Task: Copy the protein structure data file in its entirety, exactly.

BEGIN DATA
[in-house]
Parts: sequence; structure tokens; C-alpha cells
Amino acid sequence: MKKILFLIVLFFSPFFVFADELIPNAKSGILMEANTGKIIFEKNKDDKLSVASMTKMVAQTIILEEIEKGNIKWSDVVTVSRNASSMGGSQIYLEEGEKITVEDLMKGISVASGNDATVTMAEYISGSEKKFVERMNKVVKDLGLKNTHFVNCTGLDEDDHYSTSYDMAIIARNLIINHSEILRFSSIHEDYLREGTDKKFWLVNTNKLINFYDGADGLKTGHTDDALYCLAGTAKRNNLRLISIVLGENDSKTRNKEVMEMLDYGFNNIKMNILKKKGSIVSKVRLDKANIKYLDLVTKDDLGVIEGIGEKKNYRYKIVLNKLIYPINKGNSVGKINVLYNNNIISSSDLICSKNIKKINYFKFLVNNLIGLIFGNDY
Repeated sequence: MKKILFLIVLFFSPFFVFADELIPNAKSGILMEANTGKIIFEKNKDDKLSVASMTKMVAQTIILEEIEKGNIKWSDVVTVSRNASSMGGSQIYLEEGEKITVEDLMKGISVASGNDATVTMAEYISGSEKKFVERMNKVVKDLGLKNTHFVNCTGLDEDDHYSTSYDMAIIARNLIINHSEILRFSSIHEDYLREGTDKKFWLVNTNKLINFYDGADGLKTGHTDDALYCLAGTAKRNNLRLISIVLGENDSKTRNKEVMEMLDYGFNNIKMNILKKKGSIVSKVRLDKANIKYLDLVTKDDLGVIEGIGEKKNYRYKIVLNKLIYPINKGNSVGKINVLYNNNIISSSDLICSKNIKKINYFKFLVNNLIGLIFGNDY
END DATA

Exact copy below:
[in-house]
Parts: sequence; structure tokens; C-alpha cells
Amino acid sequence: MKKILFLIVLFFSPFFVFADELIPNAKSGILMEANTGKIIFEKNKDDKLSVASMTKMVAQTIILEEIEKGNIKWSDVVTVSRNASSMGGSQIYLEEGEKITVEDLMKGISVASGNDATVTMAEYISGSEKKFVERMNKVVKDLGLKNTHFVNCTGLDEDDHYSTSYDMAIIARNLIINHSEILRFSSIHEDYLREGTDKKFWLVNTNKLINFYDGADGLKTGHTDDALYCLAGTAKRNNLRLISIVLGENDSKTRNKEVMEMLDYGFNNIKMNILKKKGSIVSKVRLDKANIKYLDLVTKDDLGVIEGIGEKKNYRYKIVLNKLIYPINKGNSVGKINVLYNNNIISSSDLICSKNIKKINYFKFLVNNLIGLIFGNDY
Repeated sequence: MKKILFLIVLFFSPFFVFADELIPNAKSGILMEANTGKIIFEKNKDDKLSVASMTKMVAQTIILEEIEKGNIKWSDVVTVSRNASSMGGSQIYLEEGEKITVEDLMKGISVASGNDATVTMAEYISGSEKKFVERMNKVVKDLGLKNTHFVNCTGLDEDDHYSTSYDMAIIARNLIINHSEILRFSSIHEDYLREGTDKKFWLVNTNKLINFYDGADGLKTGHTDDALYCLAGTAKRNNLRLISIVLGENDSKTRNKEVMEMLDYGFNNIKMNILKKKGSIVSKVRLDKANIKYLDLVTKDDLGVIEGIGEKKNYRYKIVLNKLIYPINKGNSVGKINVLYNNNIISSSDLICSKNIKKINYFKFLVNNLIGLIFGNDY